GObject performance on 64bit arches

October 12th, 2009 by alexl

I just ran pahole on a Nautilus and got this:

struct _GObject {
 GTypeInstance              g_type_instance;      /*     0     8 */
 volatile guint             ref_count;            /*     8     4 */

 /* XXX 4 bytes hole, try to pack */

 GData *                    qdata;                /*    16     8 */

 /* size: 24, cachelines: 1, members: 3 */
 /* sum members: 20, holes: 1, sum holes: 4 */
 /* last cacheline: 24 bytes */
};      /* definitions: 138 */

Obviously this is a 64bit machine, so the qdata has to be 64bit aligned, but the ref_counter is only 32 bit. This leaves us with 32 bit of unused space. And at the same time we do all sort of bad-ass slow atomic hacks to extract the low two bits of the qdata pointer.

We could easily use two of these bits instead of the qdata bits on 64bit machines, and avoid lots of unnecessary atomic complex handling of qdata. And we might be able to use these extra bits for other (non-mandatory) performance tricks.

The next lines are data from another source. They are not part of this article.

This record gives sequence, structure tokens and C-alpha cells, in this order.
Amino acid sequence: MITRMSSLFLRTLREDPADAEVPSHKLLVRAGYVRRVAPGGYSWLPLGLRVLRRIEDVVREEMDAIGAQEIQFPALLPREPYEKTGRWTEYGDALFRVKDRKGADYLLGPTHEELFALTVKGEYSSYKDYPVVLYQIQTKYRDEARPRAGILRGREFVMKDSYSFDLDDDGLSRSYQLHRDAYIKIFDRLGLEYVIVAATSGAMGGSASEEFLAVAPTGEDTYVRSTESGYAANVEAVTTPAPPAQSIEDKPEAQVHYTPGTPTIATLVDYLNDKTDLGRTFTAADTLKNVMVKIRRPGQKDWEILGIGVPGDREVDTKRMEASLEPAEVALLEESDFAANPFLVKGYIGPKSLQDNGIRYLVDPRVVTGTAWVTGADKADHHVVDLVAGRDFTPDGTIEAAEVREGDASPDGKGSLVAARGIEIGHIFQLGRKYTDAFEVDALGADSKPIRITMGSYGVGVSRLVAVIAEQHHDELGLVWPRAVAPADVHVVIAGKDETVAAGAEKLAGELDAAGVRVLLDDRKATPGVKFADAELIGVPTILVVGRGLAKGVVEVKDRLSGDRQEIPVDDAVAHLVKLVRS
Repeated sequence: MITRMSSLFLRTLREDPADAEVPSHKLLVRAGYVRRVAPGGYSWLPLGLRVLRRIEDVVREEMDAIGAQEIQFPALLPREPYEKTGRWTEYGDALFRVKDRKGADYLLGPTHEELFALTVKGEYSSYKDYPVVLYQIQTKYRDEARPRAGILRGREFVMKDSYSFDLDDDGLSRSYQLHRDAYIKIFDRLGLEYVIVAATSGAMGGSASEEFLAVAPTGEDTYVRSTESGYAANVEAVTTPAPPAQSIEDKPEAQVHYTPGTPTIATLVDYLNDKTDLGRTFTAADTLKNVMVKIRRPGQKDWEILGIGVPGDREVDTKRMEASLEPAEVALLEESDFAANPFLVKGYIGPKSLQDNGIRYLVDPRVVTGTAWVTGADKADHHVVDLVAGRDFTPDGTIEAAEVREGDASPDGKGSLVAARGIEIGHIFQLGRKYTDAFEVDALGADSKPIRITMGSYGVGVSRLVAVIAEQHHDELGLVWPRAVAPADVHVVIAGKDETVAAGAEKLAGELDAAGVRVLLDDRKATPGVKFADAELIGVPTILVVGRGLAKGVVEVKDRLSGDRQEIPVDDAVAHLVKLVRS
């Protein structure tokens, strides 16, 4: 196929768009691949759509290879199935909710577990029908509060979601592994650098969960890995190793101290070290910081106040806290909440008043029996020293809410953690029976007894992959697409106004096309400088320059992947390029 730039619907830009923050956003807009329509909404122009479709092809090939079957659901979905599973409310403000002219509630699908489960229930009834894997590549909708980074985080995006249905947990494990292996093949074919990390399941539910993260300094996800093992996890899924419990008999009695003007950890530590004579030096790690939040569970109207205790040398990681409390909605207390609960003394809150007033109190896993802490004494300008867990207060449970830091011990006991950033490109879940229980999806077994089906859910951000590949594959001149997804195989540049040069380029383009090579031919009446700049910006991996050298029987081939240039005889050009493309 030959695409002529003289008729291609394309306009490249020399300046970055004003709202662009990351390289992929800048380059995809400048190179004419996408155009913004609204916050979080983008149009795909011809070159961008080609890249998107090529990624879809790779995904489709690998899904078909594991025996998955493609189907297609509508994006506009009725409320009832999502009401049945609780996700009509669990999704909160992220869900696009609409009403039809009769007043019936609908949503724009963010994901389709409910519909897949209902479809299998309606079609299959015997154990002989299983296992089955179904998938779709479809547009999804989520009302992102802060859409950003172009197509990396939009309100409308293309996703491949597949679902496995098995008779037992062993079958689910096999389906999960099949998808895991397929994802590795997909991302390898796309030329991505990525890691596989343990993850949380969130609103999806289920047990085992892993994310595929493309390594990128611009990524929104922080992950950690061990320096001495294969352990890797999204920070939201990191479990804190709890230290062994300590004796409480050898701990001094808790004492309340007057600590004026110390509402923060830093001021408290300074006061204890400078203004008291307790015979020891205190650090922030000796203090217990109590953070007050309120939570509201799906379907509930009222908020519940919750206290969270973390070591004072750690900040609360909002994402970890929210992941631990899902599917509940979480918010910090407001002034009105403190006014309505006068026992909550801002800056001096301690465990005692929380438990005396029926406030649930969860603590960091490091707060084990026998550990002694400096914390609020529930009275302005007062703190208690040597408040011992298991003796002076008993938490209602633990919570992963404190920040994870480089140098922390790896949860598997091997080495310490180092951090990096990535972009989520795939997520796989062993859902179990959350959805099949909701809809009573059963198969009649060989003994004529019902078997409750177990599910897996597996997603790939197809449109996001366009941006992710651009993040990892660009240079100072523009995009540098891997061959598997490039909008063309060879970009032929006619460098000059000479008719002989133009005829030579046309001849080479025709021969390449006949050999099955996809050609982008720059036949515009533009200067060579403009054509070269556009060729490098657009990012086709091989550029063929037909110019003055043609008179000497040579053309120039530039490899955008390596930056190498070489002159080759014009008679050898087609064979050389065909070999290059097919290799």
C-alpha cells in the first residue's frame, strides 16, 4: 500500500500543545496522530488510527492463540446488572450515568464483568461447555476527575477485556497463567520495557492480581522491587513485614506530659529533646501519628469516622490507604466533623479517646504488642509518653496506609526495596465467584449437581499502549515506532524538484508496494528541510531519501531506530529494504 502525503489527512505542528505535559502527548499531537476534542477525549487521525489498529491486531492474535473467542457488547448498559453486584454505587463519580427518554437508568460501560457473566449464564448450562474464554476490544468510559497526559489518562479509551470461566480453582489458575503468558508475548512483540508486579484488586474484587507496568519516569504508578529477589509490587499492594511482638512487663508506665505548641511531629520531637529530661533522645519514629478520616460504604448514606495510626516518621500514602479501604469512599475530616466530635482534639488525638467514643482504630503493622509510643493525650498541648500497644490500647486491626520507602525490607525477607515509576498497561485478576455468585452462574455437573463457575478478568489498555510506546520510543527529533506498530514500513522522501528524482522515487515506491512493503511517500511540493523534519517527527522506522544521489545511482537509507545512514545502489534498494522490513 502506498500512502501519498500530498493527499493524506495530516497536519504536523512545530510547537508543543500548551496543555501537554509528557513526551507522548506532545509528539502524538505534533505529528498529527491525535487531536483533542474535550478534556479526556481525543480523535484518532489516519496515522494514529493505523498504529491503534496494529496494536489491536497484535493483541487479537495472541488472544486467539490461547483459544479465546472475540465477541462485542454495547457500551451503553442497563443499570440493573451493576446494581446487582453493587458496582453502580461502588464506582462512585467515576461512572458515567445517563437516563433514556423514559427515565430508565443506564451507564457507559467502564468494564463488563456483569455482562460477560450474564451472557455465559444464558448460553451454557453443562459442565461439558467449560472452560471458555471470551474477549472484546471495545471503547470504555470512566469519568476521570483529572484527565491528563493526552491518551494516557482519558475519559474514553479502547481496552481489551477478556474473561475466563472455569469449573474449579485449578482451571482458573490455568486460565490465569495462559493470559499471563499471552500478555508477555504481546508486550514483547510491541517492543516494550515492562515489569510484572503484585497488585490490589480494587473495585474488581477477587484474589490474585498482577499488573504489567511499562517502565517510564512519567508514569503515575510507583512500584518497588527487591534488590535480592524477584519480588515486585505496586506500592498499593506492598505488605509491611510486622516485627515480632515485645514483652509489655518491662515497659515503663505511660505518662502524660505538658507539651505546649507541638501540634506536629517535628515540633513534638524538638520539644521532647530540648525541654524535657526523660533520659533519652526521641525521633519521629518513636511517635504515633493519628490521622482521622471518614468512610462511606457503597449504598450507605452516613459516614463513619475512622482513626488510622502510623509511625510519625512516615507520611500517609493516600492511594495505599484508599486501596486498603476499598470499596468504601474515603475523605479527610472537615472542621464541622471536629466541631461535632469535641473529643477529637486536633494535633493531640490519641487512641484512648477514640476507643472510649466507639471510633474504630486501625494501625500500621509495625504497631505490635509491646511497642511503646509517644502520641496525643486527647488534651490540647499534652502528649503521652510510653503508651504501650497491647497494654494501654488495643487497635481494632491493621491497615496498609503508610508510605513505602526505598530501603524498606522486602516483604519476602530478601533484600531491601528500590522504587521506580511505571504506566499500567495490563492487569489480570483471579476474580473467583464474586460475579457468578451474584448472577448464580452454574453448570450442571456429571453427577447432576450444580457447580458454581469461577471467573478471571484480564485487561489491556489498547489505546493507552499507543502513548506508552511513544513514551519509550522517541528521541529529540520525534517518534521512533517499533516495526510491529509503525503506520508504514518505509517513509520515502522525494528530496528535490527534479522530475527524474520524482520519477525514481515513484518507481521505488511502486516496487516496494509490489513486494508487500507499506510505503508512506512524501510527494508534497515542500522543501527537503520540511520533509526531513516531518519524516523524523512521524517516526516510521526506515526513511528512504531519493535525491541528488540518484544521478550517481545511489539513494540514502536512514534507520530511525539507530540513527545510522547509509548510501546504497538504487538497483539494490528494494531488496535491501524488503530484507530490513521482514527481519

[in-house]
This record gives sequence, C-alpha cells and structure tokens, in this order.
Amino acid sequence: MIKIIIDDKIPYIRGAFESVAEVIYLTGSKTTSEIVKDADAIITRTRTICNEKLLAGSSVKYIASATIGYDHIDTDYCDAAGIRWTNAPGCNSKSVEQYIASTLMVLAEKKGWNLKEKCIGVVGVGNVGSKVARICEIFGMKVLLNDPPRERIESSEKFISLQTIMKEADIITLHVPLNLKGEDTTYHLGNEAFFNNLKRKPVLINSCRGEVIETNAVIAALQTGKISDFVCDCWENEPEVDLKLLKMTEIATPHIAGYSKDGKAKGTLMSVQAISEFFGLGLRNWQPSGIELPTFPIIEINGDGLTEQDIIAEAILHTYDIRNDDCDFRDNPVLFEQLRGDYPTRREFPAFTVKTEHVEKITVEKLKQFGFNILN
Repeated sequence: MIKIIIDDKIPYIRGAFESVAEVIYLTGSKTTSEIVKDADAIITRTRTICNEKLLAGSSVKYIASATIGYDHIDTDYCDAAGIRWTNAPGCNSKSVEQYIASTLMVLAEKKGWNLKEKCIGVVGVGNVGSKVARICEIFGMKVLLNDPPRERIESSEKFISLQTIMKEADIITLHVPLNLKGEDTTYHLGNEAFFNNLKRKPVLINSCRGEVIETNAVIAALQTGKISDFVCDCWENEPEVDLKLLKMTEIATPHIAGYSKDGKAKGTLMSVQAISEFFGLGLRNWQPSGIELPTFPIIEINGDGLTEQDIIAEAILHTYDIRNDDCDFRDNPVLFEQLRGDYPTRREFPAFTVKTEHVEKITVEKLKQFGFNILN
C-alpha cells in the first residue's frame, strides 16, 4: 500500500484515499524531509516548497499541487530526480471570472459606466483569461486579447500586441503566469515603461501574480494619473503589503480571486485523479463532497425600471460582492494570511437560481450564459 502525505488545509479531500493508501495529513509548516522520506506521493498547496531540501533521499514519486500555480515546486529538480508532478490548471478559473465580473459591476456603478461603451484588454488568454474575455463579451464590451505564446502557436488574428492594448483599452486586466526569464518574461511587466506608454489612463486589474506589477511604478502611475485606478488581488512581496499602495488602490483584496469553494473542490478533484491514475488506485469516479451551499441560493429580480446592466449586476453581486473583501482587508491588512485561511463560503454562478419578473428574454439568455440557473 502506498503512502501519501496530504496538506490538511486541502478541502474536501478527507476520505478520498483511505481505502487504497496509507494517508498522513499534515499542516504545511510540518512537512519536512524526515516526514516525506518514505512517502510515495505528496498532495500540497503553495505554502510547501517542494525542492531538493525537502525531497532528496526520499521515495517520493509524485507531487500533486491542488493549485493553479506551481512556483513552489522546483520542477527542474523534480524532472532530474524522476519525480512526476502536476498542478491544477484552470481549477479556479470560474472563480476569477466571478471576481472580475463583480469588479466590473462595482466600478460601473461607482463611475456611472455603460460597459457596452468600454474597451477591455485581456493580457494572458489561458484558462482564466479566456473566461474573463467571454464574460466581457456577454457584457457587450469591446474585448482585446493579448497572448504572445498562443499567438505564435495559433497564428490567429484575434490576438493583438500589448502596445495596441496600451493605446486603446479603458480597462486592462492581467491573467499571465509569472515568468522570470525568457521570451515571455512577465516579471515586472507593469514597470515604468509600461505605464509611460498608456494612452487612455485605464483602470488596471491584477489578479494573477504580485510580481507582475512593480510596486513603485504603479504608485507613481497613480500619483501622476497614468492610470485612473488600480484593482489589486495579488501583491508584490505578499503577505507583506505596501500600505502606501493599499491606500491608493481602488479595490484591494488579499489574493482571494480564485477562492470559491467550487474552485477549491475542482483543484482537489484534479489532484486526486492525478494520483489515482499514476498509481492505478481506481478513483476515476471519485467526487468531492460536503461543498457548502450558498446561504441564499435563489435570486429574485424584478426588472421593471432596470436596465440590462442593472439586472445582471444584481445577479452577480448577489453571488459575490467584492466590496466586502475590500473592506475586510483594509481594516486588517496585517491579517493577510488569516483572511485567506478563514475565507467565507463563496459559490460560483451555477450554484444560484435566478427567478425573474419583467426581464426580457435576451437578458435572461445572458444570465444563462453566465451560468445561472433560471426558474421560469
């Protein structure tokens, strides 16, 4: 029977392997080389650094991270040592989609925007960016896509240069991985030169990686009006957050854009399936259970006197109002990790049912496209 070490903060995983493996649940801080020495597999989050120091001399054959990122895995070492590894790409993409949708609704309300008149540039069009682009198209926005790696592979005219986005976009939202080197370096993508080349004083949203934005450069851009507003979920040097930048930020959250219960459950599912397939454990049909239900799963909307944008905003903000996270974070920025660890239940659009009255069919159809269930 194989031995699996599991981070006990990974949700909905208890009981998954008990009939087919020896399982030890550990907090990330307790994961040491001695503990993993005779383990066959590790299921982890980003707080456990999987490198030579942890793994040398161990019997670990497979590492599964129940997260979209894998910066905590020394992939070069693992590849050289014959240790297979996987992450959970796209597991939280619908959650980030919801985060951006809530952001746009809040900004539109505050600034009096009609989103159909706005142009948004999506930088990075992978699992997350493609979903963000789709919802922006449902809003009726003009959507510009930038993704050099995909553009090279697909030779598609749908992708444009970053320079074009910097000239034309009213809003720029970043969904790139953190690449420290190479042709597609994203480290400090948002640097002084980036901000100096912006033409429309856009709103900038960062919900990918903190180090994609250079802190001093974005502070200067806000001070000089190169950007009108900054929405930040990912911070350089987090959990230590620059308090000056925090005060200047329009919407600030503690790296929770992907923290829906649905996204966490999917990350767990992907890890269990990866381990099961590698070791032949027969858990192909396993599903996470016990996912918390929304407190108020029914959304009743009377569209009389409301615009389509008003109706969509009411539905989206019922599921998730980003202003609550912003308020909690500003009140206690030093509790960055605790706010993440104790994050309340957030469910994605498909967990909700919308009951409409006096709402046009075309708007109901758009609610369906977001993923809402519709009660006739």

The gospel of git: Interactive Rebase

October 12th, 2009 by alexl

Today I saw this in my scrollback buffer:

<believer1> so, I changed the patch to not break dbus proto, tested it ... problem is,
            that it is followed by the sftp bit ... what is the best practice? 
            cherry-pick to the different branch apply and amend? or reset apply amend?
<believer1> any special tricks?
<believer2> checkout the commit you wanna edit into a different branch, change it, then
            rebase the original branch on top of it
<believer2> i think that's what i always do
<believer1> sounds reasonable

And it was good. These disciples are trying to follow the holy commandments of git, including the important: